Tuesday, December 29, 2015

Moriah - 10-11-15

Route: Stoney Brook Trail, Carter-Moriah Trail
Peaks: Moriah (4049', NH4K)
Mileage: 10.1 miles
Elevation Gain: 3450ft
Book Time: 6hr 45min (Actual 6hr 30min)

This was a nice hike for the second day of a 3-day hiking weekend. Originally I had grand plans for doing a large loop from the Wild River Campground, but with a long day on tap for the next day, I opted for my usual route to Moriah: the Stoney Brook Trail. While about a mile longer round-trip than the approach from the Northern terminus of the Carter-Moriah Trail, I like this approach more, as it has a long series of ledges with tremendous views to the Presidential and Carter Ranges, and across the Wild River Wilderness into Maine.

I started off from the trailhead off of Route 16 as usual, a bit later than normal as this was a short hike for me these days, and I didn't have to drive very far to get back to my campground (in Shelburne, NH). I was in no rush, but still made fairly short work of the climb up to the junction with the Carter-Moriah Trail. The first 2 miles of the Stoney Brook Trail are gentle and moderate in grade, with a steady but not steep final push up to the ridge. Once at the junction, it is only a short bit until the first ledge, which mainly looks into the Wild River Valley, and was the site of my first of many breaks. I fully intended to enjoy the nice weather and lack of a need to be anywhere later to enjoy all the views.

There was some nice fall color right across the street from the trailhead.

The Stoney Brook Trail has one major crossing down low, and a couple of lesser crossings up high, like this one.

The upper crossing on the Stoney Brook Trail

Looking across the Wild River Valley to the Baldface Range

Looking up along the cliffy ridge to come

From the first ledge, the trail dips in and out of the trees, passing over a set of steadily nicer ledges with views in nearly all directions in the first mile from the junction. After that, there is a short dip and stretch in the woods, before reaching the junction with the Kenduskeag Trail a short scramble from the summit spur. Just before this dip, I ran into Hiker Ed, who I've met a few times before, and is a bit of a White Mountains hiking legend: he has completed the New Hampshire Grid (all 48 4000-footers in each calendar month) FIVE times! He was on his way down, but it was nice to chat for a few minutes before we went our separate ways.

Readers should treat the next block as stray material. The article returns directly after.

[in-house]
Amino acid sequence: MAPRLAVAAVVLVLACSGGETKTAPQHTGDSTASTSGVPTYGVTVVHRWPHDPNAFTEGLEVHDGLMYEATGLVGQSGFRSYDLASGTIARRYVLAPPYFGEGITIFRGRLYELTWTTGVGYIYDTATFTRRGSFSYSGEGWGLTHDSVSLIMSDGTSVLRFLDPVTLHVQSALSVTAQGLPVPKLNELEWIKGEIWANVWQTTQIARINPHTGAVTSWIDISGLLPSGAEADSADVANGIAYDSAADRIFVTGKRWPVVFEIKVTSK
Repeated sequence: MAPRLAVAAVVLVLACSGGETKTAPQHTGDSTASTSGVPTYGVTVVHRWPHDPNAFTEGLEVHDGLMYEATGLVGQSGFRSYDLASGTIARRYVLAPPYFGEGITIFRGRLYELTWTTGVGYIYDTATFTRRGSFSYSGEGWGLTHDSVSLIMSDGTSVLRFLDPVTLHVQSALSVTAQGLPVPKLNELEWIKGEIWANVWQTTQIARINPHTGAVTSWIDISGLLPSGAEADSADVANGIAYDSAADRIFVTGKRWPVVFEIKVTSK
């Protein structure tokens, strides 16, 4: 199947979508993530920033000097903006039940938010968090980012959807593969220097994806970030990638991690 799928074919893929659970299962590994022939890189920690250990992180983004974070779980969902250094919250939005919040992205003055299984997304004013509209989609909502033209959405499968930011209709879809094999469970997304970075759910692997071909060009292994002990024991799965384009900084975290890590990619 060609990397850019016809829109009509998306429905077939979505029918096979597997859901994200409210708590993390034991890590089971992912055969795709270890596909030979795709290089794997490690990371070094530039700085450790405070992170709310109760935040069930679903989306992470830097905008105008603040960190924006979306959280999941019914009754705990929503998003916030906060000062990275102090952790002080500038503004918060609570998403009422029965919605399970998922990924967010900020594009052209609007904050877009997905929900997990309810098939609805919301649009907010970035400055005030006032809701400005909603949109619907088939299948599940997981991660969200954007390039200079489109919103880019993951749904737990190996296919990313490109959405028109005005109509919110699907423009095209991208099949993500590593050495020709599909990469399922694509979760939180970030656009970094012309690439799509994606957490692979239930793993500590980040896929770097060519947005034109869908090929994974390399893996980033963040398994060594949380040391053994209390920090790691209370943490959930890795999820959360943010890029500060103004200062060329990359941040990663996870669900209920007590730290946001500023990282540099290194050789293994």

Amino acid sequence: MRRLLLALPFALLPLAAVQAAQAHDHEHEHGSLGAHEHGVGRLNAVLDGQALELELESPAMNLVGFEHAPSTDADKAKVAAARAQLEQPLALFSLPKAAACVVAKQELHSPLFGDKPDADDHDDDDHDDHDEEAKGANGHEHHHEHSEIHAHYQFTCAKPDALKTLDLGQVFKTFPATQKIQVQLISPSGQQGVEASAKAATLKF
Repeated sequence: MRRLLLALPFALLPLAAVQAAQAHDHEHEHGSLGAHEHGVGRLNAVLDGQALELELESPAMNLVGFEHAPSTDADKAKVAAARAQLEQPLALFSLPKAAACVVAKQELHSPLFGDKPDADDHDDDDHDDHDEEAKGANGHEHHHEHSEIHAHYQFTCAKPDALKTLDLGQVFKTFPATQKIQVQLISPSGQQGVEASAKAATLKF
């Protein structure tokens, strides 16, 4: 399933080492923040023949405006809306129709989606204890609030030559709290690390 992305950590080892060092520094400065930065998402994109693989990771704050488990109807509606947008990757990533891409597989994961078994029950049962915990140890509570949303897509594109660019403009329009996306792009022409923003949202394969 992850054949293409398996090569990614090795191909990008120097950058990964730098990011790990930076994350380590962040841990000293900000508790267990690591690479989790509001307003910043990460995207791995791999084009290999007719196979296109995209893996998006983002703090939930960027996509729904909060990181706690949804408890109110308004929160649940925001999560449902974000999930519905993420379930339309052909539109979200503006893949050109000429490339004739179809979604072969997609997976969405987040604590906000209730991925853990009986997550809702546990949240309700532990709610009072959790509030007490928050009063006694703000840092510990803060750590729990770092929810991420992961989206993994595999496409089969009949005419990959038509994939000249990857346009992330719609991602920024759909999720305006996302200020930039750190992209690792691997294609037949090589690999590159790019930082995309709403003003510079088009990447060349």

Pine Mountain in Gorham, with the Crescent Range and then the Kilkenny Range behind it.

The Carters from the ledges en-route to Moriah

The top of Washington, along with Clay, Jefferson, Adams, and Madison - the Northern Presidentials

Mt. Washington

Looking down into the Moriah Brook drainage towards the Wild River

The summit of Moriah from one of the ledges - note the people on the right side standing on the summit rock.

There's still a little ways to go to get to the summit though.

Jericho Mountain wind farm in Berlin, NH

Ledges. Love them!

Ledges on the side of trail-less Imp Mountain, near the Imp Campsite

Wild River Wilderness

The Baldface Range

The summit is getting closer.
The summit rock was clearing out just as I arrived, and I ended up having it to myself for 10-15 minutes before a small Meetup group arrived, with several familiar faces from the group I ran into on the Kilkenny Range the day before! We all hung out for quite a while, a total of roughly 1 hour for me, simply enjoying the beautiful weather (the temperature was about perfect, with a slight breeze and mostly clear skies).

Shelburne Moriah from Moriah's summit

The Northern Presis from Moriah

Summit benchmark

Old Speck Mountain in the distance - over the border into Maine

On the way down, I hung out at several of the ledges for a little while again. There are a ton of places one can stop along this route, and it was great to stop at nearly all of them. Once back to the trail junction with the Stoney Brook Trail, I didn't really stop until I was back to the car. Despite all of the breaks along the ledges and the hour-long stop on the summit, I still did this hike in slightly under book time! All that was left was to return to the campground and prepare for an early (pre-dawn) departure in the morning.

Looking back at the summit on my way down

I think this is Rogers Ledge in the Northern Kilkenny Range

Percy Peaks

In the background, the Northern end of the Kilkenny Range - Cabot, The Bulge, The Horn, Unknown Pond Peak, Roger's Ledge (L -> R).
The Southern end of the Kilkenny Range behind the Crescent Range - Starr King, Waumbek and the Weeks (L -> R)

No comments:

Post a Comment